shortly bring in a bill for Restricting the The Speaker, (Mr Abbott,) said he was time of Service in the Navy. willing that the range of Catholic privileges A Committee was appointed, on the mo. should be extended in such a way, that all tion of Mr Giddy, to report on the laws afobjects of honour, distinct from political fecting the right of copy, the allowance to power, should be opened to thein. He the Stationers' Company and the Universiwould lay open to them all military situa- ties. tions, even the staff appointments, with the Mr M. A. Taylor, after urging various exception, however, of the highest situation objections against the creation of a Vicein the profession, that of Commander-in- Chancellor, the principal of which was, that Chief in England, Scotland, and Ireland. the Lord Chancellor would be too much of He would likewise admit the Catholics to a political officer, moved for the appointment all the honours of the bar-protect the sole of a Committee to consider the propriety of dier in the exercise of his religion in this relieving the Lord Chancellor from the cog. country and protect mass. houses in the nizance of bankruptcy cases. same manner as other places of worship; Mr Leach said that these cases did not but as long as the Roman Catholics acknow. occupy more than 36 days in a year, and it ledged the foreign influence of the Pope, he would not be right to go to the expence of could not consent to arm them with politi. a separate establishment for this purpose. cal power.
After some discussion the motion was nega. Messrs Ponsonby and Wilberforce, Sir J. tived without a divisica. Cox Hippesley, Sir J. Newport, and Lords The Vice-Chancellor's Bill was read a Dysart and Milton, spoke shortly in favour third time after a division, when the num, of the motion, as did Lord Castlereagh, re- bers were 127 to 89. serving to himself the right of opposing the Mr Canning's Clause, that the office bill.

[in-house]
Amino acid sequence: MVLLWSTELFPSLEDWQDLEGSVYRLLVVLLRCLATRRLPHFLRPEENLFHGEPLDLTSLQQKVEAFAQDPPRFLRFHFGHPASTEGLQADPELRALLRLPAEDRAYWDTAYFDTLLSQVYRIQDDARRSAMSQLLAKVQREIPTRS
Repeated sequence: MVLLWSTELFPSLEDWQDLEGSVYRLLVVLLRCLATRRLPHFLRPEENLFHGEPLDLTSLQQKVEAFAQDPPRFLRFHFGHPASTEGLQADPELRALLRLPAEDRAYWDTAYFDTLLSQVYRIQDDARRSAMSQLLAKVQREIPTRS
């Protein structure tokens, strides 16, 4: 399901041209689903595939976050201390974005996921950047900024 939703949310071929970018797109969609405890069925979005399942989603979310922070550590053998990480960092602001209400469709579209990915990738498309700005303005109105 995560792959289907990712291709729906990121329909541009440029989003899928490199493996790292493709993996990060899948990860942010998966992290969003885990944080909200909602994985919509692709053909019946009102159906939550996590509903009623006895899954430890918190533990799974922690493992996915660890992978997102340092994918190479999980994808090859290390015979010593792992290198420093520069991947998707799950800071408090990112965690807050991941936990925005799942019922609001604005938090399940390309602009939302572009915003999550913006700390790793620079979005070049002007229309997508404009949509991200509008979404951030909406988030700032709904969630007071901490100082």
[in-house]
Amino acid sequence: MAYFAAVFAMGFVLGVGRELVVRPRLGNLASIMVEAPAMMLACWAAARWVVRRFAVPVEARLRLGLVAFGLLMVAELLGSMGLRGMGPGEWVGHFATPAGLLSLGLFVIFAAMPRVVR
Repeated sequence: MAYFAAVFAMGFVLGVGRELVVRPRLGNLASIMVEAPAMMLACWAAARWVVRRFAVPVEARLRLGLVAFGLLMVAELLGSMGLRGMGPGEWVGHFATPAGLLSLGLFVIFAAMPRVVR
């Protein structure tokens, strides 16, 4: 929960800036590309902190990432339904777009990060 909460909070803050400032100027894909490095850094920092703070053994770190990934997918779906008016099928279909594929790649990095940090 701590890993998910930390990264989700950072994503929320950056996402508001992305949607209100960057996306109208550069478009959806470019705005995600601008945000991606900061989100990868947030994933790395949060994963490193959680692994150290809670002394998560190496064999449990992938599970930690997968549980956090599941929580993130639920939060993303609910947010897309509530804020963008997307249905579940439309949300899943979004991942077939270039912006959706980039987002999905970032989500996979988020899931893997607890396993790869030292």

should last seven years, was negatived by Dr Drigenaz, in an elaborate speech, con- 145 to 114. tended that the concessions would be altogether detrimental to the happiness and se
Friday, March 12. curity of the Establishment in Church and State.
In a Committee of the whole House, Mr Mr Canning remarkod that it had been Dundas moved the grant of £.1,255,963 for imputed, as a novel mode of accusation, the dock-yards, out-ports, and marines. that all the impracticable parts of the scheme Mr Creevey moved an amendment, that the had been abandoned ; that all its attackable salary of the Paymaster of the Marinas points had been removed, and that it was ought to be omitted, which was negatived loaded with no convenient extravagance. by 56 to 35. The estimates were agreed This absence of fault had been imputed to to. the plan as culpable, though he could not
Monday, March 15. but think it highly fortunate. One Learned Gentleman, (Dr Duigenan,) had indeed opposed the motion on the old grounds of its
Mr Whitbread, after strong censure of folly and madness; but he stood alone like the Morning Herald and Morning Post, for a pillar in the midst of the ruins of that sys having first published the indecent and contern of attack from which all others had tled.
demned testimony taken on the inquiry - Mr Bankes attempted to speak but was
against the Princess of Wales, inquired of overpowered by the cry of Question ! Ques- Lord Castlereagh if any prosecution had tion! On his sitting down a division took
been instituted against Lady Douglas for place, when Mr Grattan's Resolution was
perjury; whether she had been exainined, darried by 196 to 119.
between the 12th Feb, and 5th March, as a Thursday, March 11.
credible witness; and whether any inquiry
or examination was going on? Lord CastleLord Cochrane complained of the difficul. reagh said, the taunts of the Hon. Gentley which many petty Officers and seamen, man should not provoke him to answer. tho had been invalided, met with to obtain their discharge. He mentioned two cases
Wednesday, March 16. where so large a sum as £.80 and £.90 had Me Whitbread presented a petition from been given. He likewise observed that it Sir John and Lady Douglas, requesting to was difficult to obtain relief for seamen from be permitted to reswear their depositions the fund at Groenwich Hospital. He thought before such a tribunal as would subject them a portion of the Droits of Admiralty nigtas to a proveriition if they proved false. The
PRINCESS OF WALES.